OMA’s long-awaited conversion of the 16th century Fondaco dei Tedeschi as a department store is finally complete in Venice. The project was commissioned by Edizione S.r.l., the Benetton family's holding company, in 2009, and will bring comprehensive changes to one of the city’s largest and most recognizable buildings. The Fondaco was first begun in 1228 and is located at the foot of the Rialto Bridge, across from the fish market. With many past lives, it was first used as a trading post for German merchants, later as a customs house under Napoleon, and in the twentieth century, as a post office under Mussolini. Despite numerous and radical structural changes, the building was listed as a 'Monument' in 1987, restricting further alterations.
The project’s renovation scheme, lead by Rem Koolhaas, Ippolito Pestellini Laparelli, and Silvia Sandor, is comprised of a finite number of interventions and vertical distribution devices. The augmentations including a new steel and glass floor over the building’s central pavilion, new entrances, and a wooden terrace on the building’s roof, among other smaller changes. According to the architects, “both subtle and ambitious, [the design] continues the Fondaco’s tradition of vitality and adaptation, its preservation [being] yet another chapter of the building’s illustrious and multi-layered history. It avoids nostalgic reconstructions of the past and it demystifies the ‘sacred’ image of a historical building.”
OMA has been on a streak of widely praised preservation projects and interventions, including the Fondazione Prada in Milan, the Garage Center for Contemporary Art in Moscow, or the old Commonwealth Institute being at the center of Holland Green, and the new home of London’s Design Museum. To further discuss preservation tactics and how they specifically applied at the Fondaco dei Tedeschi, what follows is a brief interview with Ippolito Pestellini Laparelli.
Vladimir Gintoff (VG): For a building that was supposedly barred from changes after 1987, and with the photographs showing what appear to be some major interior renovations, I'm wondering if you could explain the procedure to implement the alterations? Are all of OMA's interventions things that can be removed and undone?
Ippolito Pestellini Laparelli (IPL): Any preservation project implies long negotiations with local authorities and the accumulation of extensive knowledge about the architecture artifact. It is inevitably the outcome of a complex process of dialogue and compromise, that unfolds on the slippery territory of interpretation of preservation norms.
In Venice we faced the challenge of transforming a former 16th century German trading warehouse (which became an 18th century customs office, then a 1930s post office) into a contemporary department store. Almost entirely reconstructed with modern concrete technology during the fascist regime, il Fondaco dei Tedeschi is in fact a historical palimpsest of modern substance, its preservation spanning five centuries of construction techniques.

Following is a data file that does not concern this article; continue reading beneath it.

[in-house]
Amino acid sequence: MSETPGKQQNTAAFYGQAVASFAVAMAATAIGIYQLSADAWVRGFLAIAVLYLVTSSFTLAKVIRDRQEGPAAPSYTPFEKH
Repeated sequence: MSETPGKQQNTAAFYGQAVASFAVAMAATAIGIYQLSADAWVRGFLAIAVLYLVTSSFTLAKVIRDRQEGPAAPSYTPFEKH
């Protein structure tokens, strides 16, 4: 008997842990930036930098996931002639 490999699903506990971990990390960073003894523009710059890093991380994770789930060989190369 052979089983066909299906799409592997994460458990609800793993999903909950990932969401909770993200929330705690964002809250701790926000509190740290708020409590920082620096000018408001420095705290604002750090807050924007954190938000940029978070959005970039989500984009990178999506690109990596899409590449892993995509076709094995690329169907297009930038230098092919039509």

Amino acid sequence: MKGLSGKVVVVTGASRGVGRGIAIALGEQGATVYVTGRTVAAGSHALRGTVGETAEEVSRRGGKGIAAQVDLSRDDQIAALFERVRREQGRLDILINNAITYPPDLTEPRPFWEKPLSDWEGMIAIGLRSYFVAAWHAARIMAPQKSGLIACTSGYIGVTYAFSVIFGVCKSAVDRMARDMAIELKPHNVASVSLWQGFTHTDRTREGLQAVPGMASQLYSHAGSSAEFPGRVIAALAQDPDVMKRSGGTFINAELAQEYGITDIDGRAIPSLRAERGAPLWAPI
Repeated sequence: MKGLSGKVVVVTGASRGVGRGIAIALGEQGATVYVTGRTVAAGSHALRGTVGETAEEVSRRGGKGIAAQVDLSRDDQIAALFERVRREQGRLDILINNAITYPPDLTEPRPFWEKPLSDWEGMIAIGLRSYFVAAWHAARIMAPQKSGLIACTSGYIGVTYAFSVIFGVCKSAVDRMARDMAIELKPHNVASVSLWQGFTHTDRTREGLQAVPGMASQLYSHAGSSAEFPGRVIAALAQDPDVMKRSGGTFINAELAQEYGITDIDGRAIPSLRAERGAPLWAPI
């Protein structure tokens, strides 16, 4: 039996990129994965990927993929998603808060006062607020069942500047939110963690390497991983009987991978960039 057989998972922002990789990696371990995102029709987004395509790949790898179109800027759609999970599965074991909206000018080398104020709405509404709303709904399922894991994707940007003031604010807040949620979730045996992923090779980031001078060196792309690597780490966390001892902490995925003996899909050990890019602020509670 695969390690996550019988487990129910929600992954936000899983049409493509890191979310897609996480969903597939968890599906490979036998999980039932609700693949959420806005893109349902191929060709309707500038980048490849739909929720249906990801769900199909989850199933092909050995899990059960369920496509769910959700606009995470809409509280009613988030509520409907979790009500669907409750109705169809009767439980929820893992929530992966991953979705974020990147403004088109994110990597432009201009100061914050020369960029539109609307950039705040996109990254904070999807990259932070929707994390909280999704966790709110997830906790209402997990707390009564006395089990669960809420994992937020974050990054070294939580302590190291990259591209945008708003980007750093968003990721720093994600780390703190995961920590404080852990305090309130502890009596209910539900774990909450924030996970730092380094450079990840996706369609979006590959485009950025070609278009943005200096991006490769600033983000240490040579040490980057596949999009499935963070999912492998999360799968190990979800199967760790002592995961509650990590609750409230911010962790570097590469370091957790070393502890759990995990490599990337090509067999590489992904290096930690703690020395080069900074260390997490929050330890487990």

Regardless of the history of its adaptations and the objective lack of authenticity of its structure, its legal status of “monument” placed it under a severe regime of preservation, forbidding almost any change. Dealing with it meant facing this paradox. Dealing with this paradox meant engaging in an intense dialogue with the city, proving at every stage the actual modernity of the building and the coherence of our intervention.
After years of creative negotiation with local authorities, national heritage institutions and local citizens, the project has now materialized. It is based on a finite number of permanent interventions and vertical distribution devices culminating in a new roof terrace. Each intervention is conceived as a brutal excavation through the existing mass, liberating new perspectives and unveiling the real substance of the building to its visitors. With an almost forensic attitude, each new component serves as a way to show the stratification of materials and construction techniques. The preservation of the Fondaco dei Tedeschi is the history of its change.
VG: Quoting from Svetlana Boym in the press materials – “nostalgia is a rebellion against the modern idea of time, the time of history and progress” – does OMA see this project as being nostalgic? Personally it seems the opposite, both in the material choices and the idea of continuing to intervene on a historic building, it appears intent on future perspectives as an antithesis to stagnation.
IPL: The project is the opposite of nostalgic. It actually resists the idea of nostalgia as described by Svetlana Boym in two complementary ways: by introducing clear modern inserts through the building and by using the same inserts to unveil the history of brutal transformations of the Fondaco – an accumulation of construction techniques from different épochs, typical of many historical buildings in Venice, proving that our fascination with the past is a relatively recent cultural deviation.